CyanogenMod’s founder Steve Kondik announced on Monday that he is leaving Samsung.
Kondik launched CyanogenMod, a developer community and open source replacement firmware, and released CyanogenMod 6, based on Android 2.2 codenamed Froyo, in 2010. Kondik wrote the custom portions of CyanogenMod, although it also included contributions from the xda-developers community, but he notably revealed on his Facebook page in August 2011 that he would continue his work on Android-related goodies at Samsung Mobile as a software engineer.
Now, nearly 2 years later, Kondik has taken to Google+ to talk about the Galaxy S4 and briefly mention his sudden departure from Samsung:
I got to spend some quality time with the S4 (final hardware) before I left Samsung. I’m a huge a fan of the S3 and use one everyday, so I was quite pleased with the S4. Yeah, there is no refresh of the industrial design other than a few minor things such as the edging, but the device actually feels quite a bit more solid than the S3. Specwise, this device blows the competition out of the water. There are a number of unique features that have a lot of potential (assuming Samsung is opening up an API for them) such as the touchscreen which can register “hover” events, and an IR blaster. Benchmarks put this device FAR above the competition (40K on Quadrant CPU) and there should be no reason why it won’t run your favorite apps flawlessly. GPS seems to work better than any other Samsung device, with a lock being acquired instantly in almost any condition. The camera is excellent as well, both front and back.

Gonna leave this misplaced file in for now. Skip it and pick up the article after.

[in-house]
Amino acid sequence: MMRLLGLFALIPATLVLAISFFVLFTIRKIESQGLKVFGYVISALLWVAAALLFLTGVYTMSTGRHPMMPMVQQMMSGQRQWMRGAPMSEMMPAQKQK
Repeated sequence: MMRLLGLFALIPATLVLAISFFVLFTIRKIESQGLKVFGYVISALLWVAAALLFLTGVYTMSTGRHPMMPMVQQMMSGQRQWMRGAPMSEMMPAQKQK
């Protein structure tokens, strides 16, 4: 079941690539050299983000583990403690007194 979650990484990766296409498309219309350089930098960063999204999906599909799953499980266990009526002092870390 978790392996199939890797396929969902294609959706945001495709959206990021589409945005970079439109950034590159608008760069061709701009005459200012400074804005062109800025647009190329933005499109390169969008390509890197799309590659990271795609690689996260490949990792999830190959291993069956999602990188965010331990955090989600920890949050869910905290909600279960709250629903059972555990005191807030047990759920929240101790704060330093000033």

Kondik’s post goes into more detail about Samsung’s latest device, but the only light shed about why he left Samsung is available in the comments. As seen in the screenshot below, Kondik said there was no reason in particular for his departure and claimed Samsung was great.
The software engineer apparently decided to “do something new,” but he notably commented to Android Police’s Artem Russakovskii, who questioned where he was going, to ask again in a couple of months.
(via Android Police)